Protect Pangolins!!

Another curious looking animal, with a sweet face, and scales and a long tongue is being threatened with extinction.  The Pangolin is a type of anteater that is being poached for its scales (medicinal qualities, they say: its just keratin, the same material that rhino horns and your fingernails are made of) and they are getting eaten to extinction. (the Chinese make a soup that is made of pangolin fetuses).

Why, oh why????  If ground keratin makes a man more virile, why don’t these men just rip their own fingernails out and use that??

My fellow artists at Glashaus (studio collective), Rondi Vasquez and Monica Hui and I decided to collaborate together on a letterpress print to help support Pangolin Advocacy.  Rondi is a letterpress artist, Monica is a mixed media artist who also loves animals.  We have created an edition of 50 letterpress prints and all are signed and numbered.  The unframed prints are $30 and ALL proceeds will go to wildlife and specifically to a pangolin preservation organization.  You can purchase these at this link.

ProtectPangolins

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The Introduction to the wildLIFE Project

The wildLIFE Project is a body of work that serves to illustrate and project to its viewers the plight of elephants and rhinoceros.  These animals are being killed off in alarming numbers for their ivory and their horns, only to serve the vain needs of humans.  This work is to be exhibited alongside an interpretive exhibition that will show graphs, maps, photos and videos that serves to educate the viewer further, with the intent of educating them about the vulnerability of these animals.  This project will also bring awareness to the problem of wild animal poaching and the need for wildlife protection.

The wildLIFE Project has been percolating for the past few years, but my passion for animals and particularly wildlife, goes back to childhood.  In 2004, my first piece about the demise of wild animals was completed after a visit to Tasmania, Australia.  Having read about the extinction of animals as a child, I wanted to build a shrine to the Tasmanian Tiger.   This issue is now emerging as a priority as I read about the thousands of elephants and rhinoceros being poached monthly and I can no longer only shed tears.

In recent years my work has taken a narrative direction, integrating images and text into shrine-like cabinet forms.   An earlier work, Executive Order 9066, addressed the forced evacuation of Japanese Americans during World War II.   The resulting exhibition was accompanied by a mini interpretive museum (inspired by regional museums one finds scattered across the US)  showing facts, statistics, maps, archival objects and photos.   This project was successful in that it became a community project, not only drawing artists and art lovers but also the broader communities, (Asian Americans, American history high school students).  The project served to educate many Americans that knew very little about this unfortunate piece of history.  Moving forward, this will be my template for the wildLIFE Project, where the ultimate goal remains the same asExecutive Order 9066:  that is to inform, as well as engage the viewers emotionally.  It will also  draw more advocates to this important cause.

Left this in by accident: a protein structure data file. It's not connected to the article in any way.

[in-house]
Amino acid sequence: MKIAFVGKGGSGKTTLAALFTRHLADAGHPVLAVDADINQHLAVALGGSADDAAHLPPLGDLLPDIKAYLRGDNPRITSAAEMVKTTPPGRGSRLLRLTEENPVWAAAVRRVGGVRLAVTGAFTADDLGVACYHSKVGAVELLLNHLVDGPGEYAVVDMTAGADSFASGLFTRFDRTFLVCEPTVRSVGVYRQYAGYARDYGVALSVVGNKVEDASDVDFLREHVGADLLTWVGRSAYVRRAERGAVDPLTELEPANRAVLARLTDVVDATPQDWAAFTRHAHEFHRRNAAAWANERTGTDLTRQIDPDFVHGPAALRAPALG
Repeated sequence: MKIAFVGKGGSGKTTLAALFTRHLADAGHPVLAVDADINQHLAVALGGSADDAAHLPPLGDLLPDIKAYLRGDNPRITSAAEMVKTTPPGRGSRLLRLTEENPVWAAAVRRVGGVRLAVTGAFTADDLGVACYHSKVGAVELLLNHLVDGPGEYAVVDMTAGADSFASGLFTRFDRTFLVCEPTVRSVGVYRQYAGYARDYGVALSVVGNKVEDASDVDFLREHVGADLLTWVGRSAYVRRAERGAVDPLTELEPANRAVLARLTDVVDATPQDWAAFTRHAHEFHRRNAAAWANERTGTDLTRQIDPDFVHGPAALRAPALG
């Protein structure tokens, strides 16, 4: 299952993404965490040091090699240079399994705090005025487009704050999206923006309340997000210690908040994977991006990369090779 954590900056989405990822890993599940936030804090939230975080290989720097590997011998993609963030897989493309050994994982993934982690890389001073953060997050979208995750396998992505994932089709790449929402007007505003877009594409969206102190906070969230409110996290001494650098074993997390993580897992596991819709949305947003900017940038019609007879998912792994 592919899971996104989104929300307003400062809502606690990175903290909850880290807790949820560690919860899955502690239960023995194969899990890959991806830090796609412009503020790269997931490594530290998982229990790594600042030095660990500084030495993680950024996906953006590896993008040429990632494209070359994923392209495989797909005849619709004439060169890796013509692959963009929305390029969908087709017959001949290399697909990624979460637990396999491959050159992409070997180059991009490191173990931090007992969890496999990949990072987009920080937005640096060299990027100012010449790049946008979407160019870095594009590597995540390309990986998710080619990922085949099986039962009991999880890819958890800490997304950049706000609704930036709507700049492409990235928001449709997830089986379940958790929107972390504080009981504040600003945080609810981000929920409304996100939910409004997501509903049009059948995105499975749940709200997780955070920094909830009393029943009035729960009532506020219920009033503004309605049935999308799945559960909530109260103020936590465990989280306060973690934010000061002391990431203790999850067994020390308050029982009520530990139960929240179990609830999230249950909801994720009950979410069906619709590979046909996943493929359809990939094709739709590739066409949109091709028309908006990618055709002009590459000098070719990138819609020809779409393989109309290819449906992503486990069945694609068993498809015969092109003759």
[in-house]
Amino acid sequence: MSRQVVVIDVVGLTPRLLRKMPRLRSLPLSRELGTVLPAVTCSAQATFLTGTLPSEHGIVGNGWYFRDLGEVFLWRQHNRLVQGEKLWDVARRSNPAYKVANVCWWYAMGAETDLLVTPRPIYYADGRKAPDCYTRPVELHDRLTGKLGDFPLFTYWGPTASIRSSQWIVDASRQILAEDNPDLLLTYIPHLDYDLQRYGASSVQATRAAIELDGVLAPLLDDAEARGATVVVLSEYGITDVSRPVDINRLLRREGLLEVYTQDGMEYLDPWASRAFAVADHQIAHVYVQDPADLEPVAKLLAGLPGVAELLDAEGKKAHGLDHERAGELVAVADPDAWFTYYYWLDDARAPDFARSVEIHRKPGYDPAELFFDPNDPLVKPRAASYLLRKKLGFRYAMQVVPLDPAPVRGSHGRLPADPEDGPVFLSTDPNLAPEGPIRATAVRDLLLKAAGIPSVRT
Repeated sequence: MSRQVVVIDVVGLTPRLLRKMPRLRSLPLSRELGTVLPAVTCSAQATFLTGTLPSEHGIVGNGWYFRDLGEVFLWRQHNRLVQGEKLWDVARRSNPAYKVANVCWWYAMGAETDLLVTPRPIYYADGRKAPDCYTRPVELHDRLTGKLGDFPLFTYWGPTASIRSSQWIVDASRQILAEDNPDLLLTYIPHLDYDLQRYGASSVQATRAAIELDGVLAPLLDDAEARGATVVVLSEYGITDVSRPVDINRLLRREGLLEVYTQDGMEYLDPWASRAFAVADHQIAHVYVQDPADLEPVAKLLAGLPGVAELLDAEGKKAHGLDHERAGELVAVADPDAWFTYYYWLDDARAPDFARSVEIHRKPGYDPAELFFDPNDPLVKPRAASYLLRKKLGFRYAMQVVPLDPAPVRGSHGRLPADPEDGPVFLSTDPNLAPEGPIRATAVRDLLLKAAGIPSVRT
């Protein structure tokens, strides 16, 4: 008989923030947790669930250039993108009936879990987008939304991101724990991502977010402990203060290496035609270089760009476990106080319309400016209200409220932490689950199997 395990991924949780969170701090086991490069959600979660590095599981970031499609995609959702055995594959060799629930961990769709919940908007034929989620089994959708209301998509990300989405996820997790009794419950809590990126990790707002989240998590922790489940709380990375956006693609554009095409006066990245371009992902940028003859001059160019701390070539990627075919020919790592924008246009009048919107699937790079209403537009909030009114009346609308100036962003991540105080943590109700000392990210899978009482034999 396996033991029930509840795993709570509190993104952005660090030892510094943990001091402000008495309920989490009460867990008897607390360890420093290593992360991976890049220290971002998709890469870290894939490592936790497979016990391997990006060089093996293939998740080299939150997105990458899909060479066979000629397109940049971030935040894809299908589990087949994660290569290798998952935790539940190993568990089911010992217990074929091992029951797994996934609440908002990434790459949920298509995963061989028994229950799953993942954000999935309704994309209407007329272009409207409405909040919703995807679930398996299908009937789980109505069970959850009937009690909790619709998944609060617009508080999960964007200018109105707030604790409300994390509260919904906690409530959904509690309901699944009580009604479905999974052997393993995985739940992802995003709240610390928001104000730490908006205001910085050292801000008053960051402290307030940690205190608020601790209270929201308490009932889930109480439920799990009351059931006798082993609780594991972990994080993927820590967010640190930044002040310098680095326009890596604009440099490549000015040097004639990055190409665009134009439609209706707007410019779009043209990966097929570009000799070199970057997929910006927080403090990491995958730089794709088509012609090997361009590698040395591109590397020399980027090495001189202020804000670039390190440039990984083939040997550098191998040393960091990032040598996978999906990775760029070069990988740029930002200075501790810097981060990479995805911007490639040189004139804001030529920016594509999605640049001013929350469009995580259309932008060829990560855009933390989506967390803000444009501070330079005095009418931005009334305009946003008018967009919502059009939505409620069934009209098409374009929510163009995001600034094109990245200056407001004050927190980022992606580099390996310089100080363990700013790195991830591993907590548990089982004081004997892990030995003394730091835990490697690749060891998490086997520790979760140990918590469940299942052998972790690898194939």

My wildLIFE Project will similarly rely on photos, text, maps, and charts.  These details are critical to enhance the emotional weight of the theme.  It will be necessary to provide graphic images in order to heighten the viewers’ consciousness about the fact that these animals are fast approaching extinction.  The work will take on some characteristics of thebutsudan (The butsudan is a Buddhist shrine that is kept in the home to honor deceased family members) as a means of mourning the loss of so many animals.  As a furniture maker,  I want to build a series of these shrines – I have experimented with the cabinet form for many years now, and have found this form to be extremely effective in providing a housing for a diorama, or a miniature stage set.  I have confidence in working this way and am excited about the new subject matter that I will incorporate into these pieces.  Some will house images that will depict these animals, both alive, and (tragically) dead.

I will draw on the notion of how these animals come into our childhoods, and how in reality, these majestic animals belong not in circuses or zoos, but in LIFE, they belong in the wild.    I have a glimmer of hope that perhaps these animals can be saved – consequently not all the works will be foreboding.  I hope to instill a sense of nostalgia related to my own childhood memories of animals and what they meant to me. This work will have a sense of wonder and fantasy of the existence of the animals’ magnificence.   In addition to images I will continue using video in one or two of the works, much in the same manner as my other projects.  I have found that video provides a layer of information that is less static and more emotive than photos.

I plan to also experiment with the application of these images onto glass, which will add depth to my cabinet forms when they are open.  I will be an artist in residence at Pilchuck Glass School in Stanwood, WA in May 2013 and will be working with both cold and hot glass for this body of work.  I am particularly excited about the prospects of transferring images onto flat glass sheets and using these in my work.

My supporters of the wildLIFE Project will receive a regular update from me through the blog that I will create.  This blog will provide not only updates about my progress through photos and video, but also any information and links that may be relevant to my topic of wildlife preservation.